It’s time for another re-run – this time from the ancient days of 1999. It’s about … well, if you read on you’ll find out. – Bob

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A recent column (recent when this column first ran) addressed the frequent complaint that “I only need 10 percent of the features. The rest are useless frills.” It suggested that instead of complaining about feature bloat, you should learn more features, because there’s a lot of useful stuff in there. (Code bloat, of course is a different matter entirely.)

Somewhere in the lively discussion that followed, a question occurred to me: The people who claim they only use 10 percent of the features don’t know the features they don’t use. How do they know they’re only using 10 percent? Since you don’t know what you don’t know, you only know the numerator, not the divisor.

No matter: If software follows the everyday laws of probability, you’ll use 10 percent of the features 90 percent of the time. The two questions are: (1) What’s your personal point of diminishing returns? and (2) If you don’t use a feature, does its presence constitute feature bloat?

And then a colleague of mine asked one of those questions that make you lose interest in the original issue: “Never mind the software, Bob,” he asked me. “Do a lot of managers only make use of 10 percent of the capabilities of the people who work for them?”

Now there’s a question to conjure with. Can’t you just hear the feature-bloat arguments extended to employees?

“I only asked you to document the network, Jill,” a systems manager might say. “Your recommendations on how we can optimize it wasted space on the server and made me spend more time reading your report.”

The answer to my colleague’s question, then, is a resounding, “Yes, and ain’t it a shame?”

We’ve come a long way from the check-your-brains-at-the-door days, but nowhere near far enough. Most of us do understand the benefits of empowering employees, pushing decisions out to the people who do the day-to-day work. We do require thinking rather than forbidding it like we used to. That’s good.

It’s good, but it isn’t good enough, because when you’re in a leadership role you don’t get the most out of your employees by keeping them in their comfort zones.

Here’s an exercise for you. For each of your direct reports, list three responsibilities you think they’re capable of that aren’t part of their current job but are part of your department’s charter. Now ask your direct reports to do the same for themselves, and compare their thoughts to your own. Your list is a set of menu options the employee has never clicked on; their list describes features and capabilities you’ve never tried to use.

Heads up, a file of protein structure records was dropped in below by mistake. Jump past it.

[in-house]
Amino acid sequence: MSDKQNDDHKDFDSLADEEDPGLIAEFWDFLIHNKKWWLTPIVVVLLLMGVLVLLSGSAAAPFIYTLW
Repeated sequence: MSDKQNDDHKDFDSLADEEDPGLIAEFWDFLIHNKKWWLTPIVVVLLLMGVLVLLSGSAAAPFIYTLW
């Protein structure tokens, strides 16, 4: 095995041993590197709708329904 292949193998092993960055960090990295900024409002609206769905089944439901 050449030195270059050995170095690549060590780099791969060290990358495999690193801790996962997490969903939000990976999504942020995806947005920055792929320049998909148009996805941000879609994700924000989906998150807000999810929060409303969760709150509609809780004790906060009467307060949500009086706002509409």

Every employee should have stretch assignments – responsibilities that require unproven skills and abilities – on a regular basis. In the list you and your employees have just created are the opportunities. Stretch assignments are good for both of you. For the employee, a stretch assignment is the fuel that propels career growth. For you, stretch assignments expand the capabilities of your department.

The rules for stretch assignments are simple. First, they have to be important, but not vital. By definition, they’re riskier than other assignments, so while success has to generate real benefit, failure shouldn’t result in serious harm.

Second, don’t expect perfection. People rarely do things perfectly on the first try. Sometimes, a feature is buggy in the first release but gets better in the next one. Employees should se stretch assignments as opportunities, not as potential career busters.

Third and last, you must offer enough support that the employee can succeed, but not so much that you eliminate the risk of failure. When employees can’t fail … when they don’t make real decisions, deal with real uncertainty along the way, and make the correct choices when doing so … they can’t succeed, because without the possibility of failure there is no success, only completion.

Is alcoholism a disease or a character flaw?

I’m reading Ron Chernow’s Grant, a useful complement to Grant’s own personal memoirs. Grant’s memoirs are a must-read for leaders of all stripes, whether or not you have any interest in the Civil War. It’s also, fortunately enough, compellingly readable — so much so that Chernow’s book would be unnecessary except for three elements Grant didn’t write about: